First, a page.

“That B better not have messed up my scholarship!” raged one tweet her dad recalls from teammates angered by his daughter’s “snitching.”
Watching her own teammates turn against her hurt, but not as much as the punch that found Tiffany’s face a few days later in the school cafeteria.
Or the time her mom remembers when “they stopped Tiffany in the hallway and a group of girls crowded around her. They chased her down the hallway and started slamming her head into the locker.”
“It was really, really bad, and she was scared for her life.”
DeAnn Cooks says she wrote a letter to the school and spoke in person with one administrator about her daughter’s torment. “This fight happened in the middle of the hallway, in the middle of the day. The only thing that broke the fight up were some seniors that were standing around and finally got tired of watching the fight. And it was posted on YouTube.”
Tiffany wrote a letter, too. It contained a much different message.
“I wrote a letter to my dean at school, I kind of felt like I couldn’t go on in life. I couldn’t make it. I didn’t know who else to turn to, like I felt like nobody was ‘there’ at the school. I wrote her a letter and told her it was almost like I wanted to commit suicide.”
A Lasting Image
Bake sales. Delivering food for the homeless. Shoe drives, youth groups and the church choir. Tiffany has a deep connection with her family and the community church they built. These activities are what have filled her days “since birth,” her dad says with a laugh. Her mom adds simply, “We’re Christian people.”
The teenager talks easily about her home life, and her grandparents come up almost as often as her parents in the anecdotes she shares. The importance of her family is clear — in an encouraging and respectful sort of manner we sometimes disqualify teens from needing to possess. It’s the kind of upbringing and supportive family that parents hope perfectly outfits their children to withstand as much of the pain the world is capable of inflicting as possible. Tiffany had those advantages.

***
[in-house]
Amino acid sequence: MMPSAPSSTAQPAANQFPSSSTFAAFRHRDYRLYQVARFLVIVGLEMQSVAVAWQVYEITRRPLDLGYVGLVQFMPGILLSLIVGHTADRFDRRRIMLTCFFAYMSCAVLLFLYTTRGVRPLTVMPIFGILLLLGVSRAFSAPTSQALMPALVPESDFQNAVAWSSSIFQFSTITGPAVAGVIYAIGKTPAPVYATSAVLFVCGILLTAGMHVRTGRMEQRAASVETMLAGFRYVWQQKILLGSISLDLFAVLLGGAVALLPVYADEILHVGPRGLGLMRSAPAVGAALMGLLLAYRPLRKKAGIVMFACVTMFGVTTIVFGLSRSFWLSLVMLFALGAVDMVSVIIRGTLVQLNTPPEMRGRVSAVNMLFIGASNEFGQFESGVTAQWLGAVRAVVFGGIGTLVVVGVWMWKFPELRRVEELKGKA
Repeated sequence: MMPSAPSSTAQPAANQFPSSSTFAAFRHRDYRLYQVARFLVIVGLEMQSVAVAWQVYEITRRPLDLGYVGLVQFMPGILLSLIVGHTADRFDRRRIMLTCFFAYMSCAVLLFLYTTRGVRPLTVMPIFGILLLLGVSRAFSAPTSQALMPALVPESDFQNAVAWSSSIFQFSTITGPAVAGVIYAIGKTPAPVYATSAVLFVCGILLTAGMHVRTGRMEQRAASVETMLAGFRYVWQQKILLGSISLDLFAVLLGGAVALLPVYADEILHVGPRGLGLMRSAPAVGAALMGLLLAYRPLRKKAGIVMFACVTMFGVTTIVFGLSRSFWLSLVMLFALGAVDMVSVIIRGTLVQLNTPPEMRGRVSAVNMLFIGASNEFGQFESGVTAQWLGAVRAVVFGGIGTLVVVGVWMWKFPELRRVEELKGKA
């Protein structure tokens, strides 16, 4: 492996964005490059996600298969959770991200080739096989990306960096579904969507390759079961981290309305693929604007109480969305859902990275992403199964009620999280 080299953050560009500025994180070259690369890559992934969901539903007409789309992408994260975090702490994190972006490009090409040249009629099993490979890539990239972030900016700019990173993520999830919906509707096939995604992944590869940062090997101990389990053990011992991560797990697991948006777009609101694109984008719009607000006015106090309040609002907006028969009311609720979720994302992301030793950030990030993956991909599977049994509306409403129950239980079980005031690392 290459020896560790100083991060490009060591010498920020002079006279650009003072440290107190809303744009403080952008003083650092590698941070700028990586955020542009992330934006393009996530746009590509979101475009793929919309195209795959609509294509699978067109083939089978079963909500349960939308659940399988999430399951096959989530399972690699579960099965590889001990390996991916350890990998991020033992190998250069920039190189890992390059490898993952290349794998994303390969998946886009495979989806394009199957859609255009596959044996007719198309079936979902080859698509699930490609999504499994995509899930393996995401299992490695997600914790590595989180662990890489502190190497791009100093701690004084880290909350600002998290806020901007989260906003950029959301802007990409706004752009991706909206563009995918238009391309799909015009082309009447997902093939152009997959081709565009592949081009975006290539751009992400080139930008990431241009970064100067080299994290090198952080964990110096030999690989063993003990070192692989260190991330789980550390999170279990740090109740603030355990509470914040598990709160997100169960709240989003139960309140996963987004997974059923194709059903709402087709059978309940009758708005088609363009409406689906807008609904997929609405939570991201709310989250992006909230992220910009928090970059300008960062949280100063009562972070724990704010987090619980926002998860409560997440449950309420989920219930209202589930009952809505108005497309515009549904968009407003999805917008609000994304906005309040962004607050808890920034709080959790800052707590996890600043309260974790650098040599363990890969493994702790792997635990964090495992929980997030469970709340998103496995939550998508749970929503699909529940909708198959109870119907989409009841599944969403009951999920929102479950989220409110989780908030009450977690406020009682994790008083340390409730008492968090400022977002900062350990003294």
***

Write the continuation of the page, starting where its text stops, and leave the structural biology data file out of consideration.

So it took a lot for her to go from there to here.
Of course it also took very little; just that single photo.
Thoughts of suicide? As soon as DeAnn found out, she arranged counseling for her daughter at their church, where her grandparents are both pastors. Tiffany also turned to familiar allies for help. “It was easier to lean on Jesus and go back and talk to (my family) about the importance to stay in school and to make it.”
But it’s tough to move past the pain when the sticky nature of the Internet won’t let it go away. The photo resurfaced during Thanksgiving break, Tiffany says, “because when you’re on break, you have nothing to do but get on social sites and talk.”
This reminder of the inescapable fact that The Internet Is Forever left Tiffany’s parents feeling “totally powerless,” as her father put it. “As a parent you don’t know what to do, don’t know where to turn, you’re totally helpless.”
Tiffany’s family eventually decided to turn to the courts. They sued Twitter for negligence at the end of 2012, alleging it failed to “reasonably monitor and remove the photograph” of their daughter. They also filed lawsuits at that time against Tulsa Independent School District No. 1, as well as two students and their parents.
The Cooks’ petition against the district claims they did not “reasonably respond to her complaints of bullying and verbal and physical assaults” and did not “reasonably protect (Tiffany) from being photographed while undressing at a school sponsored event.” The family seeks $75,000 for “medical expenses, mental and physical pain and suffering, emotional distress and other actual damages.”